While shooting movies, Christopher Doyle experiments to get different focus. He has tried using slow motions, moving a camera in rhythm, using his camera to create blurry images, using color filters, achieving close up images, creating blackouts, etc.
Christopher Doyle uses his camera lenses to achieve close-ups, tiny spaces, and different camera angles. He experiments in order to achieve unique effects when capturing images. He has made use of different types of filters to create highlights and smoother skin tones. It was said that in one of his movie shoots, he fastened a cushion to his abdomen to enable him to rest his elbows for stability and speed.
Christopher Doyle is known to be a direct and honest person when it comes to cinematography. He is unique in his own ways and incredibly talented. He changes his style all the time and keeps improving.
In recent interviews when asked to give other new cinematographers advice, all he said was "just do it, in today's world, there is no excuse not to".
Christopher Doyle works with his friends and he believes in keeping a lasting relationship just like he had with Wong Kar-wai. He has many other artists that he maintains contact with. According to him, it doesn't make sense having to spend over six months or even years working on a movie with a person you do not share the same vision with.
Doyle described a movie making experience as one where people come together with a great idea that is written down but beyond their imagination. To him, it is an astonishing experience when the camera is able to capture the persons and space. Christopher Doyle sends a message to the audience by giving them a visual experience. He captures the moment and tells the story like it has never been heard before.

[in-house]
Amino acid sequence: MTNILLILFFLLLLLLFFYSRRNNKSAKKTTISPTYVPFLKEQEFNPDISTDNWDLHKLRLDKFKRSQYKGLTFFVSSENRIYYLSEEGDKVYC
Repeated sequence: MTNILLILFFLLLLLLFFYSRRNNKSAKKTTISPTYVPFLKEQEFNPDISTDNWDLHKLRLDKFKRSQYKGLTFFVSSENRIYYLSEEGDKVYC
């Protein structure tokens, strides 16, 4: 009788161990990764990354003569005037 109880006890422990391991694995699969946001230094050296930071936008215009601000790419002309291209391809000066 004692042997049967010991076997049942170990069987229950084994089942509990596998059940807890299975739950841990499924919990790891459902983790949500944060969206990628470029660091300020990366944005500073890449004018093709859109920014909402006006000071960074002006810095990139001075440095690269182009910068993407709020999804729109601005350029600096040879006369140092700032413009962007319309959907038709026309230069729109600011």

He has used green moonlights in many of his films, unlike many others who use blue moonlights. When asked he said that the blue moonlight is a thing of the past when people used oil-lamp floodlights. He described the moon as green because you cannot find a blue moon in Venice or in the Pacific. He believes in observing the visual effects of things and sharing it with the audience.
Christopher Doyle said that upcoming filmmakers may have not so good cameras with bad resolutions and little money but if they fail to deliver a good job because of these minor issues, they would miss out on the point of making a good movie. According to him, people should not be complaining about problems but instead finding solutions. He advised new cinematographers not to try and imitate people's work but to be able to distinguish themselves. He admitted that he was not trained in any art school and he was just given a camera which he worked with and he assumed the role.
Christopher Doyle is definitely an inspiration to many new cinematographers. He is a pure artist and visualizes things through his lenses to give the best shots for any movie he is contracted to do. He never had any formal training in cinematography, but yet he is one of the best in the world today.
- blur - a blur is a shape or area which you cannot see clearly because it has no distinct outline or because it is moving very fast
- distinguish - if you distinguish yourself, you do something that makes you famous or important
- ephemeral - if you describe something as ephemeral, you mean that it lasts only for a very short time
- imperfection - the state of being faulty or incomplete
- inimitable - so good or unusual as to be impossible to copy; unique
- tranquil - something that is tranquil is calm and peaceful
Cutting of Artworks